In this context, the identification of rationality with1) Life Extension2) Gameare strikingly strange. It seems to me clear enough that two of our strongest mammalian-emotional drives are to stay alive and to get laid. And yet it seems in the rationalist community that without irony the "correctness" of the conclusions reached from what are clearly just instinctive inborn emotions is not only unquestioned, but in an ironical twist, the neo-cortex is put blindly in the service of these mammalian emotions.

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Has it occurred to anyone that game may work on some significant minority of women, but that it has little to say about women in general?

Nightclubs, large concerts, raves, riots, and mass political rallies all "work" in that they attract lots of people and can repeatably be used to create certain behaviors in those people. Every one of those venues is repulsive to me, and indeed, there are probably very few people indeed who are attracted to all of them. Does it make sense to make deep statements about the motivations of all human beings by reference to what must be happening in each of these venues?

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"I have absolutely zero tolerance for those whose objections to cryonics has nothing to do with money."

What does tolerance have to do with it. In a rational world, you learn what you can about the feelings, objections, thoughts someone has about something, even if it is one of your own golden calves, and you proceed rationally from there.

The whole Rationalist == Cryonics thing has me recognizing the extent to which rationalism can be just another tribe/religion.

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when you pay for a club membership, you're getting exactly what's advertised. you know what you're buying (social activity) and that you'll get it once you pay. you do your utility calculation and decide if you want it. but if cryonics doesn't work (or doesn't work in time for you), buying it would be like paying for club membership and then never getting in the door.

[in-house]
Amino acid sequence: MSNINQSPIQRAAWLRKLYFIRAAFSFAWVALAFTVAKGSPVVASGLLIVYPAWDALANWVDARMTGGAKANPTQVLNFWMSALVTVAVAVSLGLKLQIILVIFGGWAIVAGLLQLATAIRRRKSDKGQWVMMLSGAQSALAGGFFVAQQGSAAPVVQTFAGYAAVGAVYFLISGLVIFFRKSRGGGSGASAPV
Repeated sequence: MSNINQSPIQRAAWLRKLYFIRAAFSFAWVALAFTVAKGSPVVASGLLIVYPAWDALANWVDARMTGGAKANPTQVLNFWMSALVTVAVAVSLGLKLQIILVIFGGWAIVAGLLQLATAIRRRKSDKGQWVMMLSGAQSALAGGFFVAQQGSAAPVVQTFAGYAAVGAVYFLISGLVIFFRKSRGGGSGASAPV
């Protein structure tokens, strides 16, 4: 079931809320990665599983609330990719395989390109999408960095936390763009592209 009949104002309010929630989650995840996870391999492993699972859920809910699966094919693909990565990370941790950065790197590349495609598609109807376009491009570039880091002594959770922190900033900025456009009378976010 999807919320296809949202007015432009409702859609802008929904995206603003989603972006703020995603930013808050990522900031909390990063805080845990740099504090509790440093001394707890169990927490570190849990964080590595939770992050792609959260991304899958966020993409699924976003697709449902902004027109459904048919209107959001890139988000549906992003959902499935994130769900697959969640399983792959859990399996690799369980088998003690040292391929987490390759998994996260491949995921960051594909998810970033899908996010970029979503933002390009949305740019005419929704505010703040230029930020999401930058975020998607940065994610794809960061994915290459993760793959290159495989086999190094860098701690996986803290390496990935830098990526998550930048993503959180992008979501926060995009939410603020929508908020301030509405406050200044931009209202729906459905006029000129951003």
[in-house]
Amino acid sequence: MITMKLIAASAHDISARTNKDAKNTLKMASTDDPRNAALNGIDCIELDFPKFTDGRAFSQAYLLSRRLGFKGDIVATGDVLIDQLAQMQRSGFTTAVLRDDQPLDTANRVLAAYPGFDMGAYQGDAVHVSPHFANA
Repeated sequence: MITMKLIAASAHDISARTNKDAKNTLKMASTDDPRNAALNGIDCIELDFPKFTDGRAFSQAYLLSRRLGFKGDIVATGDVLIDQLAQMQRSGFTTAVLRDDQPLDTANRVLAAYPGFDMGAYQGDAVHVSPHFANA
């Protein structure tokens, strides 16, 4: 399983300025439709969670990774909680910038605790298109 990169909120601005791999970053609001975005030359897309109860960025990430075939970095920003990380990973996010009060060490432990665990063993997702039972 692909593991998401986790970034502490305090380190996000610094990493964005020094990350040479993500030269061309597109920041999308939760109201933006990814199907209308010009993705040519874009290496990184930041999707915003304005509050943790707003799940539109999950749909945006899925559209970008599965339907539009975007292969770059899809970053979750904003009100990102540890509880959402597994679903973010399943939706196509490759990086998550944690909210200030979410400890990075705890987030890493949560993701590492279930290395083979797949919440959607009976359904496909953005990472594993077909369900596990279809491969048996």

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(I'll refer to the objecting spouse here as the wife)

1) The wife, like many people (women more??) is quite afraid of death and finds it extremely unpleasent to confront the doubts she feels about the religious afterlife fairy tale she claims to believe. Her husbands involvement with cryonics not only forces those unpleasent thoughts into the forefront but also threatens/intimidates her simple unanalyzed religious beliefs with it's aura of rationality and implicit dismissal of those beliefs as too foolish even to consider. Also further insecurity is added if they feel poorly equipped to understand technical considerations.

The norm of not challenging people over their religious beliefs means that cryonics, and not religious beliefs, means that cryonics is unique in forcing the wife to confront the shaky, unconvincing nature of her beliefs.

It's much like trying to argue about god's existence as an atheist with your usual theist. Theoretically you might expect them to appreciate the change to save a non-believer or at least to better analyze their own conclusions about the deity. In fact, however, the reaction is to resent or even hate the atheist as it raises doubts in their mind and they feel insecure/inferior when they are unable to give satisfactory responses and are reduced to saying what they realize sounds like a childish fantasy (which they credit to a personal failing and assume a more virtuous smarter person who had thought this all through would give a good defense).

Indeed the anti-cryonics reaction seems to mirror the anti-atheist sentiments that many religious people feel since we tend to blame the individuals who make us feel bad even if it's our own failing.

2) The wife parses her husband's subscription to cryonics without her as a form of emotional abandonment or desire to be free of her. However, the idea of spending tens of thousands of dollars on something she finds unappealing or religiously objectionable so she doesn't parse her husbands hobby as this kind of hurtful signalling isn't a real live option for her.

3) People like to think that death serves an important purpose and that their loved ones (parents etc..) didn't die only because they weren't lucky enough to be born after death has been abolished or didn't sign up for cryo. Relatedly they may feel guilty for not signing up their parents if they admit the force of the reasons for joining.